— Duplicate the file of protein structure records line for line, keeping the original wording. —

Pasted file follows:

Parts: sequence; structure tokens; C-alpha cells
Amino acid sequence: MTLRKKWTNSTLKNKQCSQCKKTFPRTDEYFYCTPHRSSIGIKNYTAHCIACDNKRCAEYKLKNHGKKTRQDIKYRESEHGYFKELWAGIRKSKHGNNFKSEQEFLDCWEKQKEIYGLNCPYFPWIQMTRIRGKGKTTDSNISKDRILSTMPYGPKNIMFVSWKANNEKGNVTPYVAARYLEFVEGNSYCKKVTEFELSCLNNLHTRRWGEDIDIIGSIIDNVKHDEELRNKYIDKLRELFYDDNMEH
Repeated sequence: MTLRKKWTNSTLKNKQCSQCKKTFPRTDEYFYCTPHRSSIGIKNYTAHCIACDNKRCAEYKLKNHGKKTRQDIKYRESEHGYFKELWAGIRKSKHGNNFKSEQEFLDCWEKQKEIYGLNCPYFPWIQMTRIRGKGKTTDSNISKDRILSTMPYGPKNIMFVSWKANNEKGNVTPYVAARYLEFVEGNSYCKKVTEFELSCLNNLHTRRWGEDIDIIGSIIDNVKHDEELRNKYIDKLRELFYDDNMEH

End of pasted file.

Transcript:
Parts: sequence; structure tokens; C-alpha cells
Amino acid sequence: MTLRKKWTNSTLKNKQCSQCKKTFPRTDEYFYCTPHRSSIGIKNYTAHCIACDNKRCAEYKLKNHGKKTRQDIKYRESEHGYFKELWAGIRKSKHGNNFKSEQEFLDCWEKQKEIYGLNCPYFPWIQMTRIRGKGKTTDSNISKDRILSTMPYGPKNIMFVSWKANNEKGNVTPYVAARYLEFVEGNSYCKKVTEFELSCLNNLHTRRWGEDIDIIGSIIDNVKHDEELRNKYIDKLRELFYDDNMEH
Repeated sequence: MTLRKKWTNSTLKNKQCSQCKKTFPRTDEYFYCTPHRSSIGIKNYTAHCIACDNKRCAEYKLKNHGKKTRQDIKYRESEHGYFKELWAGIRKSKHGNNFKSEQEFLDCWEKQKEIYGLNCPYFPWIQMTRIRGKGKTTDSNISKDRILSTMPYGPKNIMFVSWKANNEKGNVTPYVAARYLEFVEGNSYCKKVTEFELSCLNNLHTRRWGEDIDIIGSIIDNVKHDEELRNKYIDKLRELFYDDNMEH